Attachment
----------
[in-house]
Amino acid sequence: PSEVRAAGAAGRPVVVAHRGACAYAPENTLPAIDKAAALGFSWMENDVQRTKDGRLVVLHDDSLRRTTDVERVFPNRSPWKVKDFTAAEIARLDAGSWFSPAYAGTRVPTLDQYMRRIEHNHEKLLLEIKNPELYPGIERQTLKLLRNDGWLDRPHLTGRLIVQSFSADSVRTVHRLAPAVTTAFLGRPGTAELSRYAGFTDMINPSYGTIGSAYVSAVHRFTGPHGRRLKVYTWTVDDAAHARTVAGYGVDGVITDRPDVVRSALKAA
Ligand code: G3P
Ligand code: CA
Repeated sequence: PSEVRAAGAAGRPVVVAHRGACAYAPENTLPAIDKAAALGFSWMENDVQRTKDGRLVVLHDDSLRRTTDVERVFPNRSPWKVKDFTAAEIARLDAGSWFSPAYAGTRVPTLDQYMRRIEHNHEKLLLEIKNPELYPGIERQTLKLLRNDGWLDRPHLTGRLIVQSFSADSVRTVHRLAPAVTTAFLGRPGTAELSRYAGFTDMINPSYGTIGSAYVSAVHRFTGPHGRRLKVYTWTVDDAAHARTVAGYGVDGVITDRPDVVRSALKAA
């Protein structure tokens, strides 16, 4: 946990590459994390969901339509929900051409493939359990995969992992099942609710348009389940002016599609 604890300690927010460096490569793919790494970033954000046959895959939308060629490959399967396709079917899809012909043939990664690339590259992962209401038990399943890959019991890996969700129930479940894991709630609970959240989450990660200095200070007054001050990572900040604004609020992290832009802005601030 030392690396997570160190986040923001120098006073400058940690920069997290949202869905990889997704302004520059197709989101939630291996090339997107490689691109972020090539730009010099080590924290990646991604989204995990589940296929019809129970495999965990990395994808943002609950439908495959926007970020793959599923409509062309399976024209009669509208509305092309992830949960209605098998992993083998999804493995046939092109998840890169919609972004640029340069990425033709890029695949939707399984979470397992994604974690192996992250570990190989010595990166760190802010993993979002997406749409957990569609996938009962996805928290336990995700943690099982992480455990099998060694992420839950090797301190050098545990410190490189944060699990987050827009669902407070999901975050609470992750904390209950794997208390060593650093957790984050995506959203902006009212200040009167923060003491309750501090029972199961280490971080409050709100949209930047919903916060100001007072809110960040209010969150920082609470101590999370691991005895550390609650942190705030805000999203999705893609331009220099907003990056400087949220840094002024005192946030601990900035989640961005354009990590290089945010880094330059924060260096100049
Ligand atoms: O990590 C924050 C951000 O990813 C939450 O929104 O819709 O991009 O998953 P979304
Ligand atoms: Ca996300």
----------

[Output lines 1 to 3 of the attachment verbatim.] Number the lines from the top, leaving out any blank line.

[in-house]
Amino acid sequence: PSEVRAAGAAGRPVVVAHRGACAYAPENTLPAIDKAAALGFSWMENDVQRTKDGRLVVLHDDSLRRTTDVERVFPNRSPWKVKDFTAAEIARLDAGSWFSPAYAGTRVPTLDQYMRRIEHNHEKLLLEIKNPELYPGIERQTLKLLRNDGWLDRPHLTGRLIVQSFSADSVRTVHRLAPAVTTAFLGRPGTAELSRYAGFTDMINPSYGTIGSAYVSAVHRFTGPHGRRLKVYTWTVDDAAHARTVAGYGVDGVITDRPDVVRSALKAA
Ligand code: G3P